They whose hopes are set on God have a certain hope, a sufficient one, and one that fills all the future. All other expectations are fulfilled, or disappointed, as the case may be, but are left behind and outgrown. This one only never palls, and is never accomplished, and yet is never disappointed. So if we set our hopes on Him, we can face very quietly the darkness that lies ahead of us. Earthly hopes are only the mirrors in which the past reflects itself, as in some king’s palace you will find a lighted chamber, with a great sheet of glass at each end, which perpetuates in shining rows the lights behind the spectator. A curtain veils the future, and earthly hope can only put a mirror in front of it that reflects what has been. But the hope that is set on God draws back the curtain, and lets us see enough of a fixed, eternal future to make our lives bright and our hearts calm. The darkness remains; what of that, if

‘I only know I cannot drift

Beyond His love and care’?

Set your hopes on God, and they will not be ashamed.

III. Lastly, let us live in the present by strenuous obedience.

After all, memory and hope are meant to fit us for work in the flying moment. Both should impel us to this keeping of the commandments of God; for both yield motives which should incline us thereto. A past full of blessing demands the sacrifice of loving hearts and of earnest hands. A future so fair, so far, so certain, so sovereign, and a hope that grasps it, and brings some of its sweet fragrance into the else scentless air of the poor present, ought to impel to service, vigorous and continual. Both should yield motives which make such service a delight.

If my memory weakens me for present work, either because it depresses my hope of success, or because it saddens me with the remembrance of departed blessings, then it is a curse and not a good. And if I dream myself away in any future, and forget the exigencies of the imperative and swiftly-passing moment, then the faculty of hope, too, is a curse and a weakening. But both are delivered from their possible abuses, if both are made into means of helping us to fill the present with loving obedience. These two faculties are like the two wings that may lift us to God, like the two paddles, one on either side of the ship, that may drive us steadily forward, through all the surges and the tempest. They find their highest field in fitting us for the grinding tasks and the heavy burdens that the moment lays upon us.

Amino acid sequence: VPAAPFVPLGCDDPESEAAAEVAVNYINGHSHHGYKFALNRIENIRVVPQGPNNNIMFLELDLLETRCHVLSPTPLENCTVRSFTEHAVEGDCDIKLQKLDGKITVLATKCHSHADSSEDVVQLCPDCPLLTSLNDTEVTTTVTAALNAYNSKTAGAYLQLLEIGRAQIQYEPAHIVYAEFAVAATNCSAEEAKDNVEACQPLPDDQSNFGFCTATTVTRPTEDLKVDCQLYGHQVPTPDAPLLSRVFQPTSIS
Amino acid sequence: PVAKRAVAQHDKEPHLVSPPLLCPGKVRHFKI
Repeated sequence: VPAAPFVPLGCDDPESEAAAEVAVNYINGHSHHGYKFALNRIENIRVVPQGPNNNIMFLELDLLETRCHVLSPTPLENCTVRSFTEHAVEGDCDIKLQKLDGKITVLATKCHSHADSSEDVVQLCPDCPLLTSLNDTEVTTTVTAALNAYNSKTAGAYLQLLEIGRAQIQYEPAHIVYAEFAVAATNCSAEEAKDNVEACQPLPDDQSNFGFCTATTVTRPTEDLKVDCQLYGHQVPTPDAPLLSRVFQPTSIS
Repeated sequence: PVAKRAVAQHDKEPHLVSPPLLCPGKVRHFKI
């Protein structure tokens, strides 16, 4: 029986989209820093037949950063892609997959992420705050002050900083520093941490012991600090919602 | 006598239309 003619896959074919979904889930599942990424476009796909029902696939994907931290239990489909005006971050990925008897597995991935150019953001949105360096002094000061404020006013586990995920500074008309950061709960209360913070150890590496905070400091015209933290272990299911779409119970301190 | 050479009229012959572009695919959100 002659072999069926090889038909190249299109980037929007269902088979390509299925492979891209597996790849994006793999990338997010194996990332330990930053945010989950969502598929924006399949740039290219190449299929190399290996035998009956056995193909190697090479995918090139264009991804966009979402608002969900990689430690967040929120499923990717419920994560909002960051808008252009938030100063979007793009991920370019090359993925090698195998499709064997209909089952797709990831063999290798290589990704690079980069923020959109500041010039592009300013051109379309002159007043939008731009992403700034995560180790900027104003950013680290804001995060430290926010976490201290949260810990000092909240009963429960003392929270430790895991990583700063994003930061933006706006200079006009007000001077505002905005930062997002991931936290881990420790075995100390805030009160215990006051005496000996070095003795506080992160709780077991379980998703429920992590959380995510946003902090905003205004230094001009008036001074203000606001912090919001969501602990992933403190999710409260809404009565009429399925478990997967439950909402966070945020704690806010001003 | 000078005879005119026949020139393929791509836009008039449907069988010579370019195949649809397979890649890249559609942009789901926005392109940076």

So, dear friends! we are very different in our circumstances and positions. For some of us Hope’s basket is nearly empty, and Memory’s sack is very full. For us older men the past is long, the earthly future is short. For you younger people the converse is the case. It is Hope whose hands are laden with treasures for you, Memory carries but a little store. Your past is brief; your future is probably long. The grains of sand in some of our hour-glasses are very heaped and high in the lower half, and running very low in the upper. But whichever category we stand in, one thing remains the same for us all, and that is duty, keeping God’s commandments. That is permanent, and that is the one thing worth living for. ‘Whether we live we live unto the Lord; or whether we die we die unto the Lord.’

So let us front this New Year, with all its hidden possibilities, with quiet, brave hearts, resolved on present duty, as those ought who have such a past to remember and such a future to hope for. It will probably be the last on earth for some of us. It will probably contain great sorrows for some of us, and great joys for others. It will probably be comparatively uneventful for others. It may make great outward changes for us, or it may leave us much as it found us. But, at all events, God will be in it, and work for Him should be in it. Well for us if, when its hours have slidden away into the grey past, they continue to witness to us of His love, even as, while they were wrapped in the mists of the future, they called on us to hope in Him! Well for us if we fill the passing moment with deeds of loving obedience! Then a present of keeping His commandments will glide into a past to be thankfully remembered, and will bring us nearer to a future in which hope shall not be put to shame. To him who sees God in all the divisions and particles of his days, and makes Him the object of memory, hope, and effort, past, present, and future are but successive calm ripples of that mighty river of Time which bears him on the great ocean of Eternity, from which the drops that make its waters rose, and to which its ceaseless flow returns.

« Prev Memory, Hope, and Effort Next »
Please login or register to save highlights and make annotations
Corrections disabled for this book
Proofing disabled for this book
Printer-friendly version





Advertisements



| Define | Popups: Login | Register | Prev Next | Help |